What Smells Do Cats Hate?


cat smelling plant saying blech

Does your cat immediately leave the room when you light your holiday cinnamon-scented candle?

There’s a reason for that. Cats hate the smell of certain scents.

To find out what smells cats don’t like and why they don’t like them, The Dodo spoke to some experts.

Here are some scents your cat will definitely try to avoid:


Cats don’t like the strong, acidic smell of citrus fruits, like lemons, limes and oranges. Since cats’ sense of smell is so strong, the sour scent of these fruits is too much for them.


Cats typically don’t like the smell of coffee. “A more indoor-friendly scent that cats dislike is brewed coffee grounds,” Dorothea Hudson, a cat behavior expert with Pet Insurance U, told The Dodo.

Caffeine is toxic to cats, so it’s a good thing that your cat stays away from it.


Many cats don’t like bananas because of their distinct smell.

Strong and spicy scents

Cats don’t like scents that are too strong, like the smell of hot peppers or Altoids.

“Strong, biting smells, like pepper and cinnamon (both spicy) and mint or wintergreen, are repulsive to cats,” Hudson said.

Cats also hate vinegar because of the pungent smell.

And cats don’t like strong artificial scents either. “They also aren’t big fans of scented litters, heavy soaps, detergents, body sprays or perfumes,” Dr. Sarah Wooten, a veterinary journalist and veterinarian with Pumpkin Pet Insurance, told The Dodo.

So don’t be offended if your cat wants to stay away from you when you’re wearing perfume.

Herbs and plants

While some herbs, such as lavender, rosemary, rue and thyme, smell good to you, they don’t smell good to your cat.

Essential oils

Essential oils (especially eucalyptus) are poisonous to cats, so it’s a good thing your cat will most likely want to avoid them.

“Cats usually avoid the smells of essential oils, which are also toxic for cats,” Dr. Brian Evans, clinical director of Dutch, told The Dodo.

Dirty litter box

Just like you don’t enjoy the smell of a dirty litter box, your cat doesn’t either.

“They also love the smell of a clean litter box and detest dirty litter boxes, and they inform you of their dislike of dirty boxes by urinating or defecating somewhere else in the house,” Dr. Wooten said.

So be sure to keep your cat’s litter box clean — for your cat’s benefit and yours.

Why do cats hate some smells?

A cat's nose is much more sensitive than a human’s. So if you think of a smell that seems strong to you, it’ll smell way stronger to your cat.

“There are some 200 million olfactory (smell) receptors in the nose of a cat, compared to 5 million in the nose of a human,” Dr. Wooten said.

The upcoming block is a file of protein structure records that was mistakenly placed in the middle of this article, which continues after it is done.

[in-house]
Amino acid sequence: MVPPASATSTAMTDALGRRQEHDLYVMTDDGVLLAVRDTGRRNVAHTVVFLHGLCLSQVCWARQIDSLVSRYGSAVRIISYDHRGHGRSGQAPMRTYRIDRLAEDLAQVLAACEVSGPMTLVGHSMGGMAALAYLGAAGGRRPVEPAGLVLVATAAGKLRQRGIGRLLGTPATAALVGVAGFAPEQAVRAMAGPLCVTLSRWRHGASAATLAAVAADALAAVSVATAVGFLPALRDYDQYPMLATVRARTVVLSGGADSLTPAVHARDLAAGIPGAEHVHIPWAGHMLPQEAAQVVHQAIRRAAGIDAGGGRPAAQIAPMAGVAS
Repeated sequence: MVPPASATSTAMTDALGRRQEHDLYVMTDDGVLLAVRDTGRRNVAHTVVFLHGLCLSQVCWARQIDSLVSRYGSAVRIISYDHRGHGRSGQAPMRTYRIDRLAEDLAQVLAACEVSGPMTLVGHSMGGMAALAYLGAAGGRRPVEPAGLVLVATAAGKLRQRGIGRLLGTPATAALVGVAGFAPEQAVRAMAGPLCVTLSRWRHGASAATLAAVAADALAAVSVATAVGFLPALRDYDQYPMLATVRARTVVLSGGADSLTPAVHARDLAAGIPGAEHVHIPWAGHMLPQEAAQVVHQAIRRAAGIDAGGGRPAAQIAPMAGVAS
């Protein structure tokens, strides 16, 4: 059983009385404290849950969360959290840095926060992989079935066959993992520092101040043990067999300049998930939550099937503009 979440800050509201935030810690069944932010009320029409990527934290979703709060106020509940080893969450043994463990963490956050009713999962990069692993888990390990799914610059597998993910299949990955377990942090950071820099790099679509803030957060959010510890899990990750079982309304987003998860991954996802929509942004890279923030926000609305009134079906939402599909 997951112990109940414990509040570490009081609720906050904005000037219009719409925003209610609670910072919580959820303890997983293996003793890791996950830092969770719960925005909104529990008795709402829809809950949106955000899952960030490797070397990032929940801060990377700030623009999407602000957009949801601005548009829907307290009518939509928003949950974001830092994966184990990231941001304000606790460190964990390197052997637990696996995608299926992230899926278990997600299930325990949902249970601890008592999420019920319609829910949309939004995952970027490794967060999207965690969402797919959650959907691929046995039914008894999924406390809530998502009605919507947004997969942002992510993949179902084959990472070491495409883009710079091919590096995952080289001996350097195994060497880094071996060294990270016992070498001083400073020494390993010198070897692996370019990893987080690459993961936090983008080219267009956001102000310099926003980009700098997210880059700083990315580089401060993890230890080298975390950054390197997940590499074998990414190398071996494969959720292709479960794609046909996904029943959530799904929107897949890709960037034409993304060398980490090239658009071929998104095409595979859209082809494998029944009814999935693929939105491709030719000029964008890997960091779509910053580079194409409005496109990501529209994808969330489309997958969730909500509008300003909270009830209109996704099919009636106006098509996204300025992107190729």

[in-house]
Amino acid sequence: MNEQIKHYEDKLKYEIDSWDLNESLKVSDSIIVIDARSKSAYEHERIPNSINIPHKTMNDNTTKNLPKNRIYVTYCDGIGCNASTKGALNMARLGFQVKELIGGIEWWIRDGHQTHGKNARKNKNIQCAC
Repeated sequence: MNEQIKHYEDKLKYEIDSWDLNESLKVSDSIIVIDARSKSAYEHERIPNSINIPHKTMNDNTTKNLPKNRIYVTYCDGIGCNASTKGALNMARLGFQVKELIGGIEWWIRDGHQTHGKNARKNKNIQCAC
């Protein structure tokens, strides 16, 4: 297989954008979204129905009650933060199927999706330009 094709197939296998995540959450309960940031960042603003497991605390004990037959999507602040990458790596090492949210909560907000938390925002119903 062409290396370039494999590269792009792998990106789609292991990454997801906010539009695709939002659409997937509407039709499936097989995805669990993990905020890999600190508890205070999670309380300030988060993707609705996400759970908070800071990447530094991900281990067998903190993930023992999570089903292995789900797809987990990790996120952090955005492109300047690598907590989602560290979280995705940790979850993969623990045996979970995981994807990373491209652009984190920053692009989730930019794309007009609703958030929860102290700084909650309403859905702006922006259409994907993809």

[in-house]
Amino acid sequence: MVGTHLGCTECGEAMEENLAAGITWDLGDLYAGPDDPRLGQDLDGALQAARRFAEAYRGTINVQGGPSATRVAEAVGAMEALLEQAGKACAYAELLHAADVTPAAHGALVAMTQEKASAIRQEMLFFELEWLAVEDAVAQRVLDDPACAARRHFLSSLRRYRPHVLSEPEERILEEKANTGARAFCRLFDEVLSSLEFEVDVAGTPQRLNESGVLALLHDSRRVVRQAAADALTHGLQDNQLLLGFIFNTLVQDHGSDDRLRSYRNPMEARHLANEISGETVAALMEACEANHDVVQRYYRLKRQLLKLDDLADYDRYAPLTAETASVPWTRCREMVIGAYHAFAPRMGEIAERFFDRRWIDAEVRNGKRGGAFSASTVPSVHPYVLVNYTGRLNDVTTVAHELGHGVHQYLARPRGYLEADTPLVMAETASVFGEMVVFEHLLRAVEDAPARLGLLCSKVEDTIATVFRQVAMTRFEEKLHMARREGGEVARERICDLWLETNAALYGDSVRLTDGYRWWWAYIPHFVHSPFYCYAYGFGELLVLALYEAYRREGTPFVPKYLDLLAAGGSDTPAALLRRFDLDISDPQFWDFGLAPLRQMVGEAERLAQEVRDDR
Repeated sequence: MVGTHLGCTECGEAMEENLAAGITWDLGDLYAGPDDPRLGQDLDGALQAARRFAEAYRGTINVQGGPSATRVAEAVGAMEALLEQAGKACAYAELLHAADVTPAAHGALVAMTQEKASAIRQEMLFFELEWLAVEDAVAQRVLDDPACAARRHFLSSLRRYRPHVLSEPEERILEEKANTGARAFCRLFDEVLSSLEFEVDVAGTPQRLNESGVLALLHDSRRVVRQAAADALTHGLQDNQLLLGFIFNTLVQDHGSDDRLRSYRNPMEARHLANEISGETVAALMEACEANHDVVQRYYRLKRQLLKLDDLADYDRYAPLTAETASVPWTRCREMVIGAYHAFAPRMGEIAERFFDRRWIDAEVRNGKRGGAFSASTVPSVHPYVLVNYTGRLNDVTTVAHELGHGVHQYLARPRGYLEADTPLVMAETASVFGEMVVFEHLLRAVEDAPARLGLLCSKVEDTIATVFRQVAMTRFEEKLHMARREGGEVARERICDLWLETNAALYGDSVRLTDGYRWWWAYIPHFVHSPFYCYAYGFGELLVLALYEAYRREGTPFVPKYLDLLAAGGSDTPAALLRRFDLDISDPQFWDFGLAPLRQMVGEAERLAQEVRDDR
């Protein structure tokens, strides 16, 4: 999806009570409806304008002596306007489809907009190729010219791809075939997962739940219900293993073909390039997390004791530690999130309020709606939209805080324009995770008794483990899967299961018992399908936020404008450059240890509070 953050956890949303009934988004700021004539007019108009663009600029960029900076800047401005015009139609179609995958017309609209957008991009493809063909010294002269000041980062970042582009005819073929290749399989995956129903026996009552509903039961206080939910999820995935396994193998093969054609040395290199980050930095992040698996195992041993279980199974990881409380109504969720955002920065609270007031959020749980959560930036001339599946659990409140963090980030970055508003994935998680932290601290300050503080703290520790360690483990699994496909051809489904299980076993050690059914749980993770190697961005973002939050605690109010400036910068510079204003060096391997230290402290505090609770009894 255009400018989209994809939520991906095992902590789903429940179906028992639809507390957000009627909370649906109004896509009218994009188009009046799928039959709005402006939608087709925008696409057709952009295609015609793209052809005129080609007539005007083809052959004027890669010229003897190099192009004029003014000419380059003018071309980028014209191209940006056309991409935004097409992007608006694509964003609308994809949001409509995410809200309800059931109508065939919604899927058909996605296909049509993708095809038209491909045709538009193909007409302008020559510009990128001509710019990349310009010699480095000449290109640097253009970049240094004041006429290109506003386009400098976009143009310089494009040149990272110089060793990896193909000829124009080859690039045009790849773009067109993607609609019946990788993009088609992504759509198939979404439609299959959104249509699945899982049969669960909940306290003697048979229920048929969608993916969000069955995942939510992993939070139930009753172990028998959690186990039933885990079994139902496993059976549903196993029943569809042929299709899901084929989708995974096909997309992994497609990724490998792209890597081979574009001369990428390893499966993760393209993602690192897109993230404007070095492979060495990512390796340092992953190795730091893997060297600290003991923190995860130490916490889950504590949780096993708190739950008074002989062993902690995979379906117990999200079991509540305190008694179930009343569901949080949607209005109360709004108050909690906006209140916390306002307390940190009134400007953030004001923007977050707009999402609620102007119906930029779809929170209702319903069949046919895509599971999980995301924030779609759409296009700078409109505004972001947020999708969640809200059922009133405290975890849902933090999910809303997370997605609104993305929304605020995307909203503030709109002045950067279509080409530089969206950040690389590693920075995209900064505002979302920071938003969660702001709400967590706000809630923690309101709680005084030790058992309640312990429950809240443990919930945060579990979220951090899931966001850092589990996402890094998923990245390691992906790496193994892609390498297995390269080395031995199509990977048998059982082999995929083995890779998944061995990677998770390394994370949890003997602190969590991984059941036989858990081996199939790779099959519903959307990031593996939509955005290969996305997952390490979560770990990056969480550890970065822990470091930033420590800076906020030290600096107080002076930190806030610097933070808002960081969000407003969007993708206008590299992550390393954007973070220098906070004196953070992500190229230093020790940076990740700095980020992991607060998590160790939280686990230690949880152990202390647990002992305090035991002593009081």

Because cats’ sense of smell is so strong, harsh, spicy and acidic scents are way too much for their noses to handle.

A lot of these strong-smelling substances are also toxic to cats, so when they smell them, the scent is telling them to stay away.

“Cats use their noses to inform themselves about potential danger (predators or things that are toxic to them) and food,” Dr. Wooten said. “If they don’t like the smell of something, there is something within their brain that is telling them that particular scent is associated with something dangerous or undesirable.”

For example, capsaicin, the substance in peppers that makes them spicy, can cause mouth and skin irritation and stomach problems in cats, so cats want to stay away when they smell it.

But keep in mind that some cats can be attracted to toxic substances, like beer, so just because your cat likes the smell of a food doesn’t mean it’s safe for him to eat.

What smells do cats like?

If you want some cat-friendly air fresheners, there are certain smells that cats love.

“Cats love the smell of catnip, olives, non-citrus fruit for the most part and plants like honeysuckle,” Dr. Evans said.

A lot of cats like the scent of valerian root, “which induces a similar euphoria to catnip,” Hudson said. Valerian root is also an alternative for cats who aren’t affected by catnip.

Your cat may like the smell of your chamomile tea, too (and plain, non-caffeinated tea is safe for cats, so he can even have a sip). “Chamomile leaves also attract cats and calm them as well,” Hudson said. Chamomile has anti-anxiety properties for cats like it does for people, but ask your vet before giving your cat any because too much can be toxic.

How to use smells as a cat deterrent

If you know the kinds of smells that cats hate, you can use them as scent deterrents.

“You can utilize vinegar or citrus to deter cats from certain areas,” Dr. Evans said. For example, you can spray one of these scents on your couch to teach your cat not to scratch it.

And you don’t have to worry about a gross smell either. “The good news is that these aromas, [like cinnamon], are pleasing to humans,” Hudson said. “So you can reroute your cats with, for example, potent cinnamon sticks that also act as a homey air freshener.”

There are also sprays made specifically as deterrents that you can buy, like this one from Amazon for $16.99.

So next time you’re wearing perfume or cologne, and your cat won’t come anywhere near you, you’ll know that it’s nothing personal!

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